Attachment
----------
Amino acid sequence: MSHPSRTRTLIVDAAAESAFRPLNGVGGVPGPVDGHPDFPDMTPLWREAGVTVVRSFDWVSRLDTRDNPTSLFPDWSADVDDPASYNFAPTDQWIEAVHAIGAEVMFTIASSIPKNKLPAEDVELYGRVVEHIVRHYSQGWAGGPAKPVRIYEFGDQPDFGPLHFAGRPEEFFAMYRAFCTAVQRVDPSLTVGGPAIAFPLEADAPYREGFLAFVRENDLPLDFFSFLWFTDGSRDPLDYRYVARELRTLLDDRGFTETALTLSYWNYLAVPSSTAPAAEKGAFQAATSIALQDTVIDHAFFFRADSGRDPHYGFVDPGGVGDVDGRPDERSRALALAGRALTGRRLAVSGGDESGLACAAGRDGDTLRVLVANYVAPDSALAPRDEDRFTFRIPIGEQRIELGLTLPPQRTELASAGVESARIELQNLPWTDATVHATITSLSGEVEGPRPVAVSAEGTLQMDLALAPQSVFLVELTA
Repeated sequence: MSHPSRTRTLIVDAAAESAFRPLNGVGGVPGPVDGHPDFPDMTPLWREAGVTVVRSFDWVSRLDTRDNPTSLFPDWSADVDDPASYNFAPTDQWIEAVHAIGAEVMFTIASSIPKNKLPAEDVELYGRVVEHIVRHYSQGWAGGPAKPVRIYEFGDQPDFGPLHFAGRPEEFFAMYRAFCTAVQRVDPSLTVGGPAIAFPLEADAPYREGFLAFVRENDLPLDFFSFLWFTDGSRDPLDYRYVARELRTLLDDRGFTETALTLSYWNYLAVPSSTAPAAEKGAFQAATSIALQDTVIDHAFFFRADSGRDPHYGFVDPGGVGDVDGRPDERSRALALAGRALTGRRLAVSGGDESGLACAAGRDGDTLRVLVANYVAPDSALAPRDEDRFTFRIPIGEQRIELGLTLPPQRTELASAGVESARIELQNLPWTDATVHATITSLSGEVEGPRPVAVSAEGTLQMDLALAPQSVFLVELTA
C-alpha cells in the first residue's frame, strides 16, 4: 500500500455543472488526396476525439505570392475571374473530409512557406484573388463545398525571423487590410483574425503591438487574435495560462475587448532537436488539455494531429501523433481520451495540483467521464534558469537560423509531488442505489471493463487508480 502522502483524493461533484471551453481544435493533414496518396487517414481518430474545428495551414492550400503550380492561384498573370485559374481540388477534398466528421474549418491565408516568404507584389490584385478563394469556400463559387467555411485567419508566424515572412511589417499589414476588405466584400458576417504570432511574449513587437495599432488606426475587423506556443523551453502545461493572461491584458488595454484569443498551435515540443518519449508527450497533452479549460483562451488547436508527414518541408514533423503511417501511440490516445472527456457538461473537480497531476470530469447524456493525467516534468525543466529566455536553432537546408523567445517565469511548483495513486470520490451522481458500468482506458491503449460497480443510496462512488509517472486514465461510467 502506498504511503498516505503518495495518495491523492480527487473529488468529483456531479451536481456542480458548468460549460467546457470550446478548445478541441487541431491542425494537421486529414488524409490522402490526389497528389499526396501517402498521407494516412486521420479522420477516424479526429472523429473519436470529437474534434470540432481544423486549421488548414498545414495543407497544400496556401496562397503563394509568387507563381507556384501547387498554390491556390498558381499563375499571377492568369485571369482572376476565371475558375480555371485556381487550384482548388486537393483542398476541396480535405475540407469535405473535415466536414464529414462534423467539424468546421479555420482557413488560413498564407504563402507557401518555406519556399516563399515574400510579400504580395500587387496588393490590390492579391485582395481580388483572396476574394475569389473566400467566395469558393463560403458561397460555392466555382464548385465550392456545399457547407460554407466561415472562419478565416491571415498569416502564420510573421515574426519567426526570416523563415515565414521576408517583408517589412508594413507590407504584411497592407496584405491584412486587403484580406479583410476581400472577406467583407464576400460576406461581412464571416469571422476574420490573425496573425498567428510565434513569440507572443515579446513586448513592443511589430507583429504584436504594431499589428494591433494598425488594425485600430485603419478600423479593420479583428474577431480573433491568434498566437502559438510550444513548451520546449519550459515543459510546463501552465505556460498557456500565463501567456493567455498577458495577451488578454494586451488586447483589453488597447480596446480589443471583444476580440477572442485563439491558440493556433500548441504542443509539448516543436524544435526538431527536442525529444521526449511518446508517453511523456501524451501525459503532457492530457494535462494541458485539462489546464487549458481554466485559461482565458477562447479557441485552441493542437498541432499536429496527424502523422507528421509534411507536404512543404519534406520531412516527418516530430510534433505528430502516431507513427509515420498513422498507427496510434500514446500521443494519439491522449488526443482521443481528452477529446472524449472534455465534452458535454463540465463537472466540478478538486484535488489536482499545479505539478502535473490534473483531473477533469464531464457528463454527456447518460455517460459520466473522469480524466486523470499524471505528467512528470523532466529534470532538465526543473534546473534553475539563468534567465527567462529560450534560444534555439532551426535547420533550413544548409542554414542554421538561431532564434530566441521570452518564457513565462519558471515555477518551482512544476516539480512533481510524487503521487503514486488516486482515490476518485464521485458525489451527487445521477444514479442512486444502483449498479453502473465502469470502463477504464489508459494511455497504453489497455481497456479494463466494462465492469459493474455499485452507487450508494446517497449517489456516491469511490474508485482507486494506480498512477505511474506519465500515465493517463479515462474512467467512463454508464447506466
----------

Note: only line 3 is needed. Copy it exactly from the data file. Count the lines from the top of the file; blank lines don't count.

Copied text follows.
C-alpha cells in the first residue's frame, strides 16, 4: 500500500455543472488526396476525439505570392475571374473530409512557406484573388463545398525571423487590410483574425503591438487574435495560462475587448532537436488539455494531429501523433481520451495540483467521464534558469537560423509531488442505489471493463487508480 502522502483524493461533484471551453481544435493533414496518396487517414481518430474545428495551414492550400503550380492561384498573370485559374481540388477534398466528421474549418491565408516568404507584389490584385478563394469556400463559387467555411485567419508566424515572412511589417499589414476588405466584400458576417504570432511574449513587437495599432488606426475587423506556443523551453502545461493572461491584458488595454484569443498551435515540443518519449508527450497533452479549460483562451488547436508527414518541408514533423503511417501511440490516445472527456457538461473537480497531476470530469447524456493525467516534468525543466529566455536553432537546408523567445517565469511548483495513486470520490451522481458500468482506458491503449460497480443510496462512488509517472486514465461510467 502506498504511503498516505503518495495518495491523492480527487473529488468529483456531479451536481456542480458548468460549460467546457470550446478548445478541441487541431491542425494537421486529414488524409490522402490526389497528389499526396501517402498521407494516412486521420479522420477516424479526429472523429473519436470529437474534434470540432481544423486549421488548414498545414495543407497544400496556401496562397503563394509568387507563381507556384501547387498554390491556390498558381499563375499571377492568369485571369482572376476565371475558375480555371485556381487550384482548388486537393483542398476541396480535405475540407469535405473535415466536414464529414462534423467539424468546421479555420482557413488560413498564407504563402507557401518555406519556399516563399515574400510579400504580395500587387496588393490590390492579391485582395481580388483572396476574394475569389473566400467566395469558393463560403458561397460555392466555382464548385465550392456545399457547407460554407466561415472562419478565416491571415498569416502564420510573421515574426519567426526570416523563415515565414521576408517583408517589412508594413507590407504584411497592407496584405491584412486587403484580406479583410476581400472577406467583407464576400460576406461581412464571416469571422476574420490573425496573425498567428510565434513569440507572443515579446513586448513592443511589430507583429504584436504594431499589428494591433494598425488594425485600430485603419478600423479593420479583428474577431480573433491568434498566437502559438510550444513548451520546449519550459515543459510546463501552465505556460498557456500565463501567456493567455498577458495577451488578454494586451488586447483589453488597447480596446480589443471583444476580440477572442485563439491558440493556433500548441504542443509539448516543436524544435526538431527536442525529444521526449511518446508517453511523456501524451501525459503532457492530457494535462494541458485539462489546464487549458481554466485559461482565458477562447479557441485552441493542437498541432499536429496527424502523422507528421509534411507536404512543404519534406520531412516527418516530430510534433505528430502516431507513427509515420498513422498507427496510434500514446500521443494519439491522449488526443482521443481528452477529446472524449472534455465534452458535454463540465463537472466540478478538486484535488489536482499545479505539478502535473490534473483531473477533469464531464457528463454527456447518460455517460459520466473522469480524466486523470499524471505528467512528470523532466529534470532538465526543473534546473534553475539563468534567465527567462529560450534560444534555439532551426535547420533550413544548409542554414542554421538561431532564434530566441521570452518564457513565462519558471515555477518551482512544476516539480512533481510524487503521487503514486488516486482515490476518485464521485458525489451527487445521477444514479442512486444502483449498479453502473465502469470502463477504464489508459494511455497504453489497455481497456479494463466494462465492469459493474455499485452507487450508494446517497449517489456516491469511490474508485482507486494506480498512477505511474506519465500515465493517463479515462474512467467512463454508464447506466